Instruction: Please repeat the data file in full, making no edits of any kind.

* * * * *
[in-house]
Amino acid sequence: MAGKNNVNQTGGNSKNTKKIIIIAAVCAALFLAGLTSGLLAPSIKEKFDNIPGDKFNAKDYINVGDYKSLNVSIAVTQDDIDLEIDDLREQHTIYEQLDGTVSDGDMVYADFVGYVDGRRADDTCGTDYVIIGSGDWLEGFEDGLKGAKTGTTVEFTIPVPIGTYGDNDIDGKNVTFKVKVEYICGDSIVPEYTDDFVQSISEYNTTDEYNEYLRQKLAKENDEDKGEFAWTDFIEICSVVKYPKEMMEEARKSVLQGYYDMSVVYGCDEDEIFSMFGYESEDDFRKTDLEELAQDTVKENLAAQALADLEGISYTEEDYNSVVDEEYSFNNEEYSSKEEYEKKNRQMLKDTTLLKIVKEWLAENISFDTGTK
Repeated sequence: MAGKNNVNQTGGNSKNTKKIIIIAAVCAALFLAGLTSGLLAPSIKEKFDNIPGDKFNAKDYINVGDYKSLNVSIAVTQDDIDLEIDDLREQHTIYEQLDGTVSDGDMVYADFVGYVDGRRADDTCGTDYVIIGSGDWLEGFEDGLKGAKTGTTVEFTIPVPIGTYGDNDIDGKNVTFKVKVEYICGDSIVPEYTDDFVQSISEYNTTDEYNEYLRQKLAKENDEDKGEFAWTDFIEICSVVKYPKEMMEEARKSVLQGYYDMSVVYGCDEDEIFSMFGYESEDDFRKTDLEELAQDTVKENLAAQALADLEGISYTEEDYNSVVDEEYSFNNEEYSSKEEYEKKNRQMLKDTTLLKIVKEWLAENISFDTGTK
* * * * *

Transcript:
[in-house]
Amino acid sequence: MAGKNNVNQTGGNSKNTKKIIIIAAVCAALFLAGLTSGLLAPSIKEKFDNIPGDKFNAKDYINVGDYKSLNVSIAVTQDDIDLEIDDLREQHTIYEQLDGTVSDGDMVYADFVGYVDGRRADDTCGTDYVIIGSGDWLEGFEDGLKGAKTGTTVEFTIPVPIGTYGDNDIDGKNVTFKVKVEYICGDSIVPEYTDDFVQSISEYNTTDEYNEYLRQKLAKENDEDKGEFAWTDFIEICSVVKYPKEMMEEARKSVLQGYYDMSVVYGCDEDEIFSMFGYESEDDFRKTDLEELAQDTVKENLAAQALADLEGISYTEEDYNSVVDEEYSFNNEEYSSKEEYEKKNRQMLKDTTLLKIVKEWLAENISFDTGTK
Repeated sequence: MAGKNNVNQTGGNSKNTKKIIIIAAVCAALFLAGLTSGLLAPSIKEKFDNIPGDKFNAKDYINVGDYKSLNVSIAVTQDDIDLEIDDLREQHTIYEQLDGTVSDGDMVYADFVGYVDGRRADDTCGTDYVIIGSGDWLEGFEDGLKGAKTGTTVEFTIPVPIGTYGDNDIDGKNVTFKVKVEYICGDSIVPEYTDDFVQSISEYNTTDEYNEYLRQKLAKENDEDKGEFAWTDFIEICSVVKYPKEMMEEARKSVLQGYYDMSVVYGCDEDEIFSMFGYESEDDFRKTDLEELAQDTVKENLAAQALADLEGISYTEEDYNSVVDEEYSFNNEEYSSKEEYEKKNRQMLKDTTLLKIVKEWLAENISFDTGTK